I’m no stranger to the mental, emotional, and physical tension that accompanies unmanaged chronic stress and anxiety.
I’ve been battling it since childhood along with PTSD and insomnia.
I sought out proven natural tools like yoga and meditation in an effort to manage all of these more efficiently and effectively.
As I deepened my yogic practice, I experienced the healing power of the breath firsthand thanks to the ancient technology of pranayama (yogic breathwork.)
A Calm State Begins With the Breath, According to Yogic Wisdom
For thousands of years, yogic sages have known that the breath is the portal through which we can increase inner calm along with emotional and physical wellbeing.
As outlined in The Yoga Sutras of Patanjali (a 1,700-year-old authoritative text outlining the 8-Limbed Yogic Path).
Calm is retained by the controlled exhalation or retention of the breath.
-Sutra 1.34, Book 1
The wisdom of the Yoga Sutras was indeed before its time.
It outlined what science has now proven – that controlled deep breathing shifts our nervous system by activating the calming, regenerating, and relaxing response while at the same time lowering the stress/fear response.
Controlled, prolonged exhalation, in particular, has been shown to activate our parasympathetic nervous system, the branch of our nervous system responsible for our “rest-and-digest” relaxation response.
We can feel safe by simply breathing.
By slowing down our breathing pattern and consciously manipulating the inhales, breath-holds, and exhales we can start to send safety signals to the brain and nervous system.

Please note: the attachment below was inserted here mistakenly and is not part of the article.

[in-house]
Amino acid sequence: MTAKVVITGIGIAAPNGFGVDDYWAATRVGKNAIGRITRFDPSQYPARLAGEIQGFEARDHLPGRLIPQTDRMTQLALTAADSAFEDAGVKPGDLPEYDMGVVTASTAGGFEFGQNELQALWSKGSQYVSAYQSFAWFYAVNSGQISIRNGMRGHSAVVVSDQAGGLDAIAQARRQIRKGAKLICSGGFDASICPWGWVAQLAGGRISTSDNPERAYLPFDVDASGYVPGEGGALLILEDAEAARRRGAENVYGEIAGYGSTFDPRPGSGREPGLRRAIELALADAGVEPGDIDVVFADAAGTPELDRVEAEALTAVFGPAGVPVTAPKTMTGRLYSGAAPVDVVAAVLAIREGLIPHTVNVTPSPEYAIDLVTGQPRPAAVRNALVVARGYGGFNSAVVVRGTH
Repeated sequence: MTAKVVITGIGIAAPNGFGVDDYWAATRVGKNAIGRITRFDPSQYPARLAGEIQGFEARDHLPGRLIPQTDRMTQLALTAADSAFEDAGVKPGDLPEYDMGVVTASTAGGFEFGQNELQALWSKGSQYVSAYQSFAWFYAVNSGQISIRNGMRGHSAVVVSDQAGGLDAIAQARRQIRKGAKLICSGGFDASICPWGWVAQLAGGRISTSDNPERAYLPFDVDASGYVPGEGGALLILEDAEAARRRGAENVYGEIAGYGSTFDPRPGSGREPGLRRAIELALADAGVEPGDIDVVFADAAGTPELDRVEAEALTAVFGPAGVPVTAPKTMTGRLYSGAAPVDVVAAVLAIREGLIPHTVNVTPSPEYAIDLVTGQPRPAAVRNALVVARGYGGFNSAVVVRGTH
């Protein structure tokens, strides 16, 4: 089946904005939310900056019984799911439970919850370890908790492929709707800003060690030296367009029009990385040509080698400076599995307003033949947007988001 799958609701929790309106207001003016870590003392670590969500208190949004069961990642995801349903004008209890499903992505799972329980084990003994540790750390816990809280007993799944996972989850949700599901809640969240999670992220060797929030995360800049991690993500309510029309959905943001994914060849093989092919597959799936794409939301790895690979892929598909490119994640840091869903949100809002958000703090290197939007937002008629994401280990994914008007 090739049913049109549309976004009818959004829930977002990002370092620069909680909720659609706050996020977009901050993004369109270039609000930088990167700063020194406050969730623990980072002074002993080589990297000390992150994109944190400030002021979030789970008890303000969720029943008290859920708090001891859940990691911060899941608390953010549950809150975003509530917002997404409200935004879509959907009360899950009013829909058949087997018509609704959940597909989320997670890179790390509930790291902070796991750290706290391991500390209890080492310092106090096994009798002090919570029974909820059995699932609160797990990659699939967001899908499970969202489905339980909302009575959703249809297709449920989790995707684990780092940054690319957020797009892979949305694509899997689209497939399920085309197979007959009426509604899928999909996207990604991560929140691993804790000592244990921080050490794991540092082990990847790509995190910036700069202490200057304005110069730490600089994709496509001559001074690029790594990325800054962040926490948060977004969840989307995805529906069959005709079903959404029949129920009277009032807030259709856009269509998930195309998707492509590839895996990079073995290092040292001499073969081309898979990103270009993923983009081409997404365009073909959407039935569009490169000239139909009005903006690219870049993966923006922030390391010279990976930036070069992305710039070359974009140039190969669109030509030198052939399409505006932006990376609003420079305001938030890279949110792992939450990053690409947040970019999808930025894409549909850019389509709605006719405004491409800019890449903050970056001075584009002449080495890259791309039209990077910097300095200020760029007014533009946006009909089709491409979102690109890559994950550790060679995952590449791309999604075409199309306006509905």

And this is fertile space for our mind to be able to slow down, release tension, and find stillness.
When we feel safe, we feel calm, and our breath has the power to help us feel safe… anytime and anywhere.
The more time we spend in this parasympathetic state, the more resilient we will be in the face of daily challenges and demands.
That’s the beauty of adopting a regular pranayama practice. It offers us timeless, proven tools to help us efficiently manage our mind, our emotions, and ultimately, our lives.
We can use the breath to turn inwards.
But we still have to work at it, consistently.
We first must commit to actually implementing these tools and incorporating these practices into our daily lives. This does take work and commitment, but so does everything worthwhile.
Personally, I had to hit a breaking point in my mental health journey that led me to stop looking outwardly for answers and quick-fix solutions.
And that’s one of the main tenets of yoga–to turn your attention and senses away from the external world and towards the internal world.
It’s by going inwards that we can quiet down whatever anxious energy is robbing us of our peace and inner knowing in this moment.
Our breath is the portal through which we begin this inner journey.
The breath is a double-edged sword.
Today, you’ll take between 17,280 – 23,040 breaths.
That means that at a minimum you have 17,280 opportunities each day to use the breath to turn inwards and activate those safety signals in order to relieve stress and tension.